which the lovely shade of Beatrice would not be apt to haunt, unless
her doom made it inevitable. Some soldiers stood about the portal,
and gazed at the brown-haired, fair-cheeked Anglo-Saxon girl, with
approving glances, but not indecorously. Hilda began to ascend the
staircase, three lofty flights of which were to be surmounted, before
reaching the door whither she was bound.

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The Marble Faun - Volume II - Chapter XLIII - THE EXTINCTION OF A LAMP The Marble Faun - Volume II - Chapter XLIII - THE EXTINCTION OF A LAMP

The Marble Faun - Volume II - Chapter XLIII - THE EXTINCTION OF A LAMP
Between Hilda and the sculptor there had been a kind of half-expressedunderstanding, that both were to visit the galleries of the Vaticanthe day subsequent to their meeting at the studio. Kenyon,accordingly, failed not to be there, and wandered through the vastranges of apartments, but saw nothing of his expected friend. Themarble faces, which stand innumerable along the walls, and have keptthemselves so calm through the vicissitudes of twenty centuries, hadno sympathy for his disappointment; and he, on the other hand, strodepast these treasures and marvels of antique art, with the indifferencewhich any preoccupation of the feelings is apt to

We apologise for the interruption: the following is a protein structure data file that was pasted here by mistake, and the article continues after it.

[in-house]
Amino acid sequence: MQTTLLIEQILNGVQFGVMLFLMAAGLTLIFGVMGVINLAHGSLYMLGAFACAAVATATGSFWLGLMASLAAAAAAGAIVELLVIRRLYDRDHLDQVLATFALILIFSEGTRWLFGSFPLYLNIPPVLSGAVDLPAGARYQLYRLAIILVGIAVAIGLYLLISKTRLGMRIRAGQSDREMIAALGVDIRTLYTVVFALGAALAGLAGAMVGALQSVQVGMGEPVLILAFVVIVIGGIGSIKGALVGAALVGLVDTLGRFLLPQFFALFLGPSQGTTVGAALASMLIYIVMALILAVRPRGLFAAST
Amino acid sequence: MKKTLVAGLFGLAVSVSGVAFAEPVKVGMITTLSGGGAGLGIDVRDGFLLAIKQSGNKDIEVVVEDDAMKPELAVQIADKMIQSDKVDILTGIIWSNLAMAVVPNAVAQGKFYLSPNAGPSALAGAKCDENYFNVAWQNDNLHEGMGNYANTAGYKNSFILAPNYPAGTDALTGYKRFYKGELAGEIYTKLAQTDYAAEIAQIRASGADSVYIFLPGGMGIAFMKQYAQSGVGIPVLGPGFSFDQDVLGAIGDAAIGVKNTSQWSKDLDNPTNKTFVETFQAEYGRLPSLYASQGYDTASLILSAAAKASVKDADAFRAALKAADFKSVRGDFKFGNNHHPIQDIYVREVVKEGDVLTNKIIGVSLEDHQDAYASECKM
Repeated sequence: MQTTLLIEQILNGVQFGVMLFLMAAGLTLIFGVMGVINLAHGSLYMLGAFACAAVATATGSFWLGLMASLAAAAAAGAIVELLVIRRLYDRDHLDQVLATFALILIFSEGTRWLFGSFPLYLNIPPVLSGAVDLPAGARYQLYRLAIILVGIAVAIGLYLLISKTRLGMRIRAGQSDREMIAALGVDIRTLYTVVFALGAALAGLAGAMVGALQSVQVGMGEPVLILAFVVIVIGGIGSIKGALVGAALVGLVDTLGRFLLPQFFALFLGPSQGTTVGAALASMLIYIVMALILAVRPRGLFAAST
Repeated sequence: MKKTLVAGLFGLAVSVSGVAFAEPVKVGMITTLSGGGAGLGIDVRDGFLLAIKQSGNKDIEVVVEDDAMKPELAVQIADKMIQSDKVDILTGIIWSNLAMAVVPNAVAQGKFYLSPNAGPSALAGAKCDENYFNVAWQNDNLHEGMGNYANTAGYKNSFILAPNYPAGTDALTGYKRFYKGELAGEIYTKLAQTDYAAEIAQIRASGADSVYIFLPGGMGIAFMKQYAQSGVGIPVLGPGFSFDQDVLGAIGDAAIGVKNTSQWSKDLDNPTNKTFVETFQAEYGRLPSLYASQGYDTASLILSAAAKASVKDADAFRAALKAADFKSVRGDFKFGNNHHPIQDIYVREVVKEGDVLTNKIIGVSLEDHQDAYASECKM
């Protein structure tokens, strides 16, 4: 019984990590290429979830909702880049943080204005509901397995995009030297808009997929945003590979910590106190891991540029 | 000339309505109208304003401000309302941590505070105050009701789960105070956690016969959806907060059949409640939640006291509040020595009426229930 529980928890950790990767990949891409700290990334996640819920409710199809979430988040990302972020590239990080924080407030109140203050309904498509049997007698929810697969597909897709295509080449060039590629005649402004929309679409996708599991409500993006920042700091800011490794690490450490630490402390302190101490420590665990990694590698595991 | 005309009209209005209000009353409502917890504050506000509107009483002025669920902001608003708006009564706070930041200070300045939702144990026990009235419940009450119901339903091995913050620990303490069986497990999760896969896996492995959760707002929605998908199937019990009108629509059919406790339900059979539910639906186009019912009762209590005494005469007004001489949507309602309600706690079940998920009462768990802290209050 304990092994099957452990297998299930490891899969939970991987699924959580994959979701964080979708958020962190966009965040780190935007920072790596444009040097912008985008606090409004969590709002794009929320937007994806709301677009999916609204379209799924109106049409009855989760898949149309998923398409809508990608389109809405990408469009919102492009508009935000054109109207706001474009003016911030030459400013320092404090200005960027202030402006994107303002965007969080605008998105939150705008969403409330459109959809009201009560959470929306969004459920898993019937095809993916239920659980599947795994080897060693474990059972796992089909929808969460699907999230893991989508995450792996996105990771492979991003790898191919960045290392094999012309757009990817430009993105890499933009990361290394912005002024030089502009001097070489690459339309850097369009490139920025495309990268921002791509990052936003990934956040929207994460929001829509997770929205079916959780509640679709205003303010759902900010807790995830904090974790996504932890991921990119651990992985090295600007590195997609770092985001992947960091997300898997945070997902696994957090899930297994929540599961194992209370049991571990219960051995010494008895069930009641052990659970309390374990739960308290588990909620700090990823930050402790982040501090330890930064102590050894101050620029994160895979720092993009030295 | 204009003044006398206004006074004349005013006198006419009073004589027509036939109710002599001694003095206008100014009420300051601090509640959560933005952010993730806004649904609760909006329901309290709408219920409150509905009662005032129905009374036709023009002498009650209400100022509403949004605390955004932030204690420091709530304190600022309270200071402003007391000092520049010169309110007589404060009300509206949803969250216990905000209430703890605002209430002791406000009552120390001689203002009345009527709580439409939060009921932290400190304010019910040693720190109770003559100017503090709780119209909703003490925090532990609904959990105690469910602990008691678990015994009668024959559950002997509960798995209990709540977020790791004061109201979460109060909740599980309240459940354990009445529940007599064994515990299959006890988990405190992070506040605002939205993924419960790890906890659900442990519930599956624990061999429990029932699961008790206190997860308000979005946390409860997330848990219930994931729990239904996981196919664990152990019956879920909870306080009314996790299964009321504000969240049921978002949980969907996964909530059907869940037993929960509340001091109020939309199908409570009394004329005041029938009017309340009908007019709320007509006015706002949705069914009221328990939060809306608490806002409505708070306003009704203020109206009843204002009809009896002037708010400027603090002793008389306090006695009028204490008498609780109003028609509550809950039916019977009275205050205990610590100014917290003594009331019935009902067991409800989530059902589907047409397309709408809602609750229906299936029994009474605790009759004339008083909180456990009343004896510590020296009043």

It being still considerably earlier than the period at which artistsand tourists are accustomed to assemble in Rome, the sculptor andHilda found themselves comparatively alone there. The dense mass ofnative Roman life, in the midst of which they were, served to pressthem near one another. It was as if they had been thrown together ona desert island. Or they seemed to have wandered, by some strangechance, out of the common world, and encountered each other in adepopulated city there were streets of lonely palaces, andunreckonable treasures of beautiful and admirable things, of whichthey two became the sole